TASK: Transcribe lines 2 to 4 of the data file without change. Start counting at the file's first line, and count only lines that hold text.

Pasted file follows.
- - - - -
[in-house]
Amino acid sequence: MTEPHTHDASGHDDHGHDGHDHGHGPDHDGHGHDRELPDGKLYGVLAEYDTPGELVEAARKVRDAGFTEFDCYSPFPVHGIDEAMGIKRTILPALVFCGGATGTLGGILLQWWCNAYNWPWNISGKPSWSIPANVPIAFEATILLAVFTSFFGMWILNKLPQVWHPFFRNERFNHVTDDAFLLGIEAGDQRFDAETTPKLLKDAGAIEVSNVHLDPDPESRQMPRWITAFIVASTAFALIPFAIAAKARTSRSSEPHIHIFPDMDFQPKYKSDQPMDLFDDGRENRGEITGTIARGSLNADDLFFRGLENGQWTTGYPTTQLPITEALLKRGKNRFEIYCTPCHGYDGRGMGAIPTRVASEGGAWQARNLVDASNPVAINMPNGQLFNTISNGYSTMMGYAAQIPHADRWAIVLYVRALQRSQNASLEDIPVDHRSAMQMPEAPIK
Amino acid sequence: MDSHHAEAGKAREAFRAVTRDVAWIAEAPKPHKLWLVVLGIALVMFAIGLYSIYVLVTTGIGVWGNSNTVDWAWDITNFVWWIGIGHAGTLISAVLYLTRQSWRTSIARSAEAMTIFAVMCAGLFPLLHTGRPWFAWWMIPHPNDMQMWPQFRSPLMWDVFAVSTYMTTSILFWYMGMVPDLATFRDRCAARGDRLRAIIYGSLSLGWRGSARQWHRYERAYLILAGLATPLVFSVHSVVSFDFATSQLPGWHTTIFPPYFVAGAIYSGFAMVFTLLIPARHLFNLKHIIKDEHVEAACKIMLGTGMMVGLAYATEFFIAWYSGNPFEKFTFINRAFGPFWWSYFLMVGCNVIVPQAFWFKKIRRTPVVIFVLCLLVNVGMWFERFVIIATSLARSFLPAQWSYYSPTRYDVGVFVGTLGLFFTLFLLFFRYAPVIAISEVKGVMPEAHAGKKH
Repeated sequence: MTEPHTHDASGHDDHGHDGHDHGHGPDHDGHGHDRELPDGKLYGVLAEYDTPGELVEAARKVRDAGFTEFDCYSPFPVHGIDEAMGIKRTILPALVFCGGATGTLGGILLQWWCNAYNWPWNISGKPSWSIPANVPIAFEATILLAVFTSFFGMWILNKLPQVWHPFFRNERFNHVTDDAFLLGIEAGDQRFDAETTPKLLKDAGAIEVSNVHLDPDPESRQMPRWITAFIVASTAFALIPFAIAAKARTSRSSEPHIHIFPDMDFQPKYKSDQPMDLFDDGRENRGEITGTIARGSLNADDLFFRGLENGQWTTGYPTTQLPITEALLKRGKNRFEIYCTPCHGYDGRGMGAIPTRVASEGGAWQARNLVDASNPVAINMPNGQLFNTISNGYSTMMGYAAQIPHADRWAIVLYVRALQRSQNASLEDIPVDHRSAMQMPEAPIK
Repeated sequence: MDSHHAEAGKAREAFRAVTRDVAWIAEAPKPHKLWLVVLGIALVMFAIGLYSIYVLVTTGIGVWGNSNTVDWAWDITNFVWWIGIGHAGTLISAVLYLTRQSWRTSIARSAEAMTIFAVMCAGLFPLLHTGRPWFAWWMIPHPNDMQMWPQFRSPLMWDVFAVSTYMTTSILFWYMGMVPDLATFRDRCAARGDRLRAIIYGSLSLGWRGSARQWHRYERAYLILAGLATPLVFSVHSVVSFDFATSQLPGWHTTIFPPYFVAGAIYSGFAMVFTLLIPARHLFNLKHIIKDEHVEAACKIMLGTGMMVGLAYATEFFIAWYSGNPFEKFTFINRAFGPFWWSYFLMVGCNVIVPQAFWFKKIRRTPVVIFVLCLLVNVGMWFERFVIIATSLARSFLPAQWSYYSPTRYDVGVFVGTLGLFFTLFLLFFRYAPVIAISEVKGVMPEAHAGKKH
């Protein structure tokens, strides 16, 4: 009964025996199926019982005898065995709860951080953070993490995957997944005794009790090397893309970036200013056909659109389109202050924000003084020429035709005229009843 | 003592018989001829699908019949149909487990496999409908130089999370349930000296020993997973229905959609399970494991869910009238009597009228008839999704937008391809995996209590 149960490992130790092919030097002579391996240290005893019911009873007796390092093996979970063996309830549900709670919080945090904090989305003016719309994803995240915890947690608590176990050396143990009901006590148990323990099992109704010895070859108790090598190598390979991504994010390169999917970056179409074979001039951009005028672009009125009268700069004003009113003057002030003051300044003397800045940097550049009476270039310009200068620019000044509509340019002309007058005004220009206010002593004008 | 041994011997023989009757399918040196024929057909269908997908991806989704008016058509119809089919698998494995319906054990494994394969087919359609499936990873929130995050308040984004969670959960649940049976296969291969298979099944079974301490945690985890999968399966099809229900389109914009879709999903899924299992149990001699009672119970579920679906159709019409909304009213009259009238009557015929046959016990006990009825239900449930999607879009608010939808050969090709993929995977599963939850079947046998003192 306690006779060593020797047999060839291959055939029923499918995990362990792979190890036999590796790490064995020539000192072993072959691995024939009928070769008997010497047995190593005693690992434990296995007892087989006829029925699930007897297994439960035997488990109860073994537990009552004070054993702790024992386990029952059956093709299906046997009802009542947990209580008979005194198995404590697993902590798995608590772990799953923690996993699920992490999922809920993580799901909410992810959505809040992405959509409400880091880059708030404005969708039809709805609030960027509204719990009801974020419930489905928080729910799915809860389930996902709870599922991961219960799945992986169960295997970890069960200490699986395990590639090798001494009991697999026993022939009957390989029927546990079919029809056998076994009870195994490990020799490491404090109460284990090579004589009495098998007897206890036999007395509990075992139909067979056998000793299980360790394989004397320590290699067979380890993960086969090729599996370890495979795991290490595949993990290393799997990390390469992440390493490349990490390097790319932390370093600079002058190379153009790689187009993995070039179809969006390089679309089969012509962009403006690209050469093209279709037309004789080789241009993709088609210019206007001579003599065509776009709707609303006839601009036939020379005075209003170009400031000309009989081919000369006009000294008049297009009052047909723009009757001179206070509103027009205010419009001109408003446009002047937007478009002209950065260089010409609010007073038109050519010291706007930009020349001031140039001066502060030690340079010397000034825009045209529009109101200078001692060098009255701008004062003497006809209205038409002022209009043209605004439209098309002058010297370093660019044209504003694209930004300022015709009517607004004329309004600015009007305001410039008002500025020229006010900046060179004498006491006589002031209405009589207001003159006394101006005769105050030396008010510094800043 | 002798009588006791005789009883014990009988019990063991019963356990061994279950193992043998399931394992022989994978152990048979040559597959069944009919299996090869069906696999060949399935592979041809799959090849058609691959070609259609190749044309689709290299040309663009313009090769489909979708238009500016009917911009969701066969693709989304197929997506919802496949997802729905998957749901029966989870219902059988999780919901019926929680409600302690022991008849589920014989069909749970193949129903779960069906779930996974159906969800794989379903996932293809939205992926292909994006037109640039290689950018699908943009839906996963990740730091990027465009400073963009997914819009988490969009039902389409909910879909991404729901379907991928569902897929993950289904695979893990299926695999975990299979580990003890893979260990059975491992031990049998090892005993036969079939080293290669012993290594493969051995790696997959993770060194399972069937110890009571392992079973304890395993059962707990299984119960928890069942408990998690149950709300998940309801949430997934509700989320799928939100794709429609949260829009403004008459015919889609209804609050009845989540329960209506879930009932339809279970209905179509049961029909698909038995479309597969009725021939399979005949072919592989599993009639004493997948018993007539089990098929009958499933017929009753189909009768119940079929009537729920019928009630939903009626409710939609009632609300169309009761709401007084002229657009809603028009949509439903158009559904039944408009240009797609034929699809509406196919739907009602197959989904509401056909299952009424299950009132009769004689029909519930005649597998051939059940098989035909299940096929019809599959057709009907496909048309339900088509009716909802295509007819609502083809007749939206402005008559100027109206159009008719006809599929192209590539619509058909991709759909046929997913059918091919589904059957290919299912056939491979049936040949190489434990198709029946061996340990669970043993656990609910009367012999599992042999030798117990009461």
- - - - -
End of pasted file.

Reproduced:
Amino acid sequence: MTEPHTHDASGHDDHGHDGHDHGHGPDHDGHGHDRELPDGKLYGVLAEYDTPGELVEAARKVRDAGFTEFDCYSPFPVHGIDEAMGIKRTILPALVFCGGATGTLGGILLQWWCNAYNWPWNISGKPSWSIPANVPIAFEATILLAVFTSFFGMWILNKLPQVWHPFFRNERFNHVTDDAFLLGIEAGDQRFDAETTPKLLKDAGAIEVSNVHLDPDPESRQMPRWITAFIVASTAFALIPFAIAAKARTSRSSEPHIHIFPDMDFQPKYKSDQPMDLFDDGRENRGEITGTIARGSLNADDLFFRGLENGQWTTGYPTTQLPITEALLKRGKNRFEIYCTPCHGYDGRGMGAIPTRVASEGGAWQARNLVDASNPVAINMPNGQLFNTISNGYSTMMGYAAQIPHADRWAIVLYVRALQRSQNASLEDIPVDHRSAMQMPEAPIK
Amino acid sequence: MDSHHAEAGKAREAFRAVTRDVAWIAEAPKPHKLWLVVLGIALVMFAIGLYSIYVLVTTGIGVWGNSNTVDWAWDITNFVWWIGIGHAGTLISAVLYLTRQSWRTSIARSAEAMTIFAVMCAGLFPLLHTGRPWFAWWMIPHPNDMQMWPQFRSPLMWDVFAVSTYMTTSILFWYMGMVPDLATFRDRCAARGDRLRAIIYGSLSLGWRGSARQWHRYERAYLILAGLATPLVFSVHSVVSFDFATSQLPGWHTTIFPPYFVAGAIYSGFAMVFTLLIPARHLFNLKHIIKDEHVEAACKIMLGTGMMVGLAYATEFFIAWYSGNPFEKFTFINRAFGPFWWSYFLMVGCNVIVPQAFWFKKIRRTPVVIFVLCLLVNVGMWFERFVIIATSLARSFLPAQWSYYSPTRYDVGVFVGTLGLFFTLFLLFFRYAPVIAISEVKGVMPEAHAGKKH
Repeated sequence: MTEPHTHDASGHDDHGHDGHDHGHGPDHDGHGHDRELPDGKLYGVLAEYDTPGELVEAARKVRDAGFTEFDCYSPFPVHGIDEAMGIKRTILPALVFCGGATGTLGGILLQWWCNAYNWPWNISGKPSWSIPANVPIAFEATILLAVFTSFFGMWILNKLPQVWHPFFRNERFNHVTDDAFLLGIEAGDQRFDAETTPKLLKDAGAIEVSNVHLDPDPESRQMPRWITAFIVASTAFALIPFAIAAKARTSRSSEPHIHIFPDMDFQPKYKSDQPMDLFDDGRENRGEITGTIARGSLNADDLFFRGLENGQWTTGYPTTQLPITEALLKRGKNRFEIYCTPCHGYDGRGMGAIPTRVASEGGAWQARNLVDASNPVAINMPNGQLFNTISNGYSTMMGYAAQIPHADRWAIVLYVRALQRSQNASLEDIPVDHRSAMQMPEAPIK